DIA flight pattern change, flight increase leads to spike in Boulder noise complaints

FAA 'redesigning' airspace around Denver
Posted at 8:24 PM, Jan 19, 2017
and last updated 2017-01-20 13:15:58-05

BOULDER, Colo. – Several residents who live on Table Mesa in south Boulder say commercial air traffic noise is affecting their quality of life.

The city says it has received 15 to 20 noise complaints over the last few months.

In a letter to city council, one resident wrote that she had flown to Sacramento over the holidays, looked out the window and could clearly see the plane was flying over Table Mesa.

When she returned on Dec. 30, she was particularly struck by the number of flights and noise overhead.

“For example,” she said, “I heard 8 flights in a 20-minute period, between 11:20 and 11:40 p.m.”

Boulder Airport Manager Tim Head says newer navigation technology was put in place in 2013 that narrowly focuses westbound air traffic over Table Mesa.

He told Denver7 that prior to 2013, the flight path took traffic over an area between Rocky Flats and south Boulder.

DIA spokesman Heath Montgomery told Denver7 that they "are not aware of any change in flight patterns over south Boulder."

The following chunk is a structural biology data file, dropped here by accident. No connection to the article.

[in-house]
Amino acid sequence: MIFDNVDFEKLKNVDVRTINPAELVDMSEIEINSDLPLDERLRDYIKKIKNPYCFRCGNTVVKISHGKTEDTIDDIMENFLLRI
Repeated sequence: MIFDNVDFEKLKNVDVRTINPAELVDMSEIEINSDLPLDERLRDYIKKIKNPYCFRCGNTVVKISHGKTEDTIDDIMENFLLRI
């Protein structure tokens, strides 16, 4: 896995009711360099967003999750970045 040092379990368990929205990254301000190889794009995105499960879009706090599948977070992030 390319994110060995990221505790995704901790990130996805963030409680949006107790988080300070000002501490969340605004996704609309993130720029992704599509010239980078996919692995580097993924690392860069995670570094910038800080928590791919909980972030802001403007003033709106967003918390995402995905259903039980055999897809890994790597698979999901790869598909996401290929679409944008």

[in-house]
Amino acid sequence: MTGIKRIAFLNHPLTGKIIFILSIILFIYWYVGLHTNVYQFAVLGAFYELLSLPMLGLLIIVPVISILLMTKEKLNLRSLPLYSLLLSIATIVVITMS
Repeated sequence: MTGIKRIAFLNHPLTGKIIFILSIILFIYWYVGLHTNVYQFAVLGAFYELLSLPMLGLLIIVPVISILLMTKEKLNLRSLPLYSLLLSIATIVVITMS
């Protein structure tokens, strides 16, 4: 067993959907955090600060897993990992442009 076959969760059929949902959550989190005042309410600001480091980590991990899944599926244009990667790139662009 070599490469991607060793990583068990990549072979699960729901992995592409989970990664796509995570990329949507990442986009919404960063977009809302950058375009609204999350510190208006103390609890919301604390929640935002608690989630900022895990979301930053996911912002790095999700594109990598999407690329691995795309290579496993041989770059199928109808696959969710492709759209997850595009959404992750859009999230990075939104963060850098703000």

Boulder officials say they noticed a spike in jet noise complaints last summer.  They say that may be related to an increase in the number of aircraft using the narrowly focused flight pattern.

“We do have a few more daily flights that use that path than in past years,” said DIA spokesman Heath Montgomery, “but we’re talking about a change of maybe up to 10 more flights per day…”

Some residents have noticed.

“The noise level varies,” said Marilyn Decalo. “Sometimes it’s loud, if the plane is taking off or landing.”

Decalo said she sees big planes from DIA and small ones from Boulder Municipal Airport flying above her neighborhood.

“Sometimes the smaller ones… can be louder, if they’re closer,” she said.

The FAA is in the process of “redesigning” airspace around Denver, mainly to address inefficiencies. The goal is to improve access to DIA, Rocky Mountain Metropolitan and Centennial Airports.

The FAA estimates that the redesign, new navigation procedures and Time-Based Flow Management will lead to:

  • $1.8 million in fuel savings
  • 600,000 gallons of fuel saved
  • 5.4 thousand metric tons of carbon savings

The FAA expects to hold eight public meetings in the Denver area this spring, regarding the upcoming airspace improvements.

One of those meetings will be held in Boulder.

Residents will be able to ask questions about the recommendations and about the noise.

While some residents believe there is too much aircraft-related noise, many others say they don’t think it’s a big problem.

“I fly a certain amount,” said Susan Anthes, “and I like to be safe. If it’s safer for aircraft to go one way or the other, it’s okay with me.”

“I think there are probably a few more important things that are happening, that we could all speak up about, than airplane noise,” Decalo said. “I do think it’s a quality of life issue, but the airport is far enough way that it doesn’t interfere with our ability to live a high quality of life.”


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